Reading, Writing, Walking
Monday, July 04, 2005
the paradox of the reef

This is an excerpt from a report entitled, "Shoals of Time (are we witnessing the extinction of the world's coral reefs?)" by Julia Whitty which appeared in Harpers (Jan 2001). It says something about why we rarely (never?) encounter excellent essays from divers (yet).

"...It's rare in the wild to see what is essentially the moment of conception. Yet what we say about it is trivial. Incroyable, eh? Formidable. Still, the mood is joyful and relieved, as if we've conquered some summit and survived. The French divers are happy that their day's work went well and that they were able to show me this secret. I'm pleased that I'll have it to write about. Back in my bungalow I check my underwater slate, anxious to transcribe its notes into my journal, then laugh to discover that there's only a single exclamation point marked on it.

Such is the paradox of the reef: a world that feels purely and extravagantly sensual yet, in reality, happens mostly outside our own sensory realm. Designed for the land, we smell nothing underwater, taste only the metallic twang of compressed air, see poorly, and are reduced to nondirectional hearing; in effect, we're disabled. Nor can we talk. Without language, I believe that human divers revert to an older state of mind in which thoughts are processed nonverbally. So the dive you've just made tends to be felt rather than accurately remembered, and the little plastic slate that you've dutifully carried underwater with you for note-taking reveals only doodles or strange heiroglyphs, made more difficult to decipher by the fact that the pencil marks (supposedly erasable by scrubbing with beach sand) never really do come clean, leaving you to contend with the ghostly outlines of all your previous, equally enigmatic dives. This is the struggle, or at least my struggle, working underwater: how to comprehend and then translate the otherworldly marvels to the world topside."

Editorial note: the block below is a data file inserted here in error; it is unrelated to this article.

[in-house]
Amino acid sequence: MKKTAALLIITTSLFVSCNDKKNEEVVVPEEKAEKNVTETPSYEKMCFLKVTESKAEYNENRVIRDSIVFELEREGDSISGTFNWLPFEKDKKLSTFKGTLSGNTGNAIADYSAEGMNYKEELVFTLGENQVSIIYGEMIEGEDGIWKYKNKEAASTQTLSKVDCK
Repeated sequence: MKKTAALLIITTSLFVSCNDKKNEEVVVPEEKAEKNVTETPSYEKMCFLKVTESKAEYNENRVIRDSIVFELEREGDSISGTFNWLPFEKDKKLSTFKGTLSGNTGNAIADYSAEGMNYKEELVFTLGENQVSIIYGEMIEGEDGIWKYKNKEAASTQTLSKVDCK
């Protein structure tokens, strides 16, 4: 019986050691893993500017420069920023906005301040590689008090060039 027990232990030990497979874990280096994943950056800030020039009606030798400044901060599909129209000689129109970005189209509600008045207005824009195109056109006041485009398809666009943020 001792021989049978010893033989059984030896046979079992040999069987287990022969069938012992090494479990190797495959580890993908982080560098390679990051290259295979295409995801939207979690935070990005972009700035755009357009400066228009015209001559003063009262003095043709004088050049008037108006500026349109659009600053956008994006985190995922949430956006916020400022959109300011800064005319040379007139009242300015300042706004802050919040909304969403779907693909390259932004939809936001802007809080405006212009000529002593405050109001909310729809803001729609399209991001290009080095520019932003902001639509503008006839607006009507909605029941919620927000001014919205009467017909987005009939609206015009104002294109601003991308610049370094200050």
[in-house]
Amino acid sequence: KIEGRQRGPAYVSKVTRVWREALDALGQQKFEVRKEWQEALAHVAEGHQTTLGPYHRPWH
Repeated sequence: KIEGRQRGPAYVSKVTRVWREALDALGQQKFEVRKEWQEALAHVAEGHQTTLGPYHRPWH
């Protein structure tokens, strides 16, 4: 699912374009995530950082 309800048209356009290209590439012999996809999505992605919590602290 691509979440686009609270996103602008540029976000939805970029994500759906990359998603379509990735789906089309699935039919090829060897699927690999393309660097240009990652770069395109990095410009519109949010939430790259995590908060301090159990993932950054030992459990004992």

"So the dive you've just made tends to be felt rather than accurately remembered."

The experience of touch is still a rich resource. I suppose (I've never gone diving, I wouldn't really know) it can be used as a good springboard to illustrate the diving mindset-- reduced to being a foreigner ("designed for the land") in a very basic sense, literally nangangapa. :)

Alex Garland wrote in The Beach about how he doesn't take pictures when he travels because photographs are limiting. They box memories into what appears on frame. In the same way, words can do that. It's the struggle of every writer to "comprehend and then translate" into words what cannot and should not be boxed..
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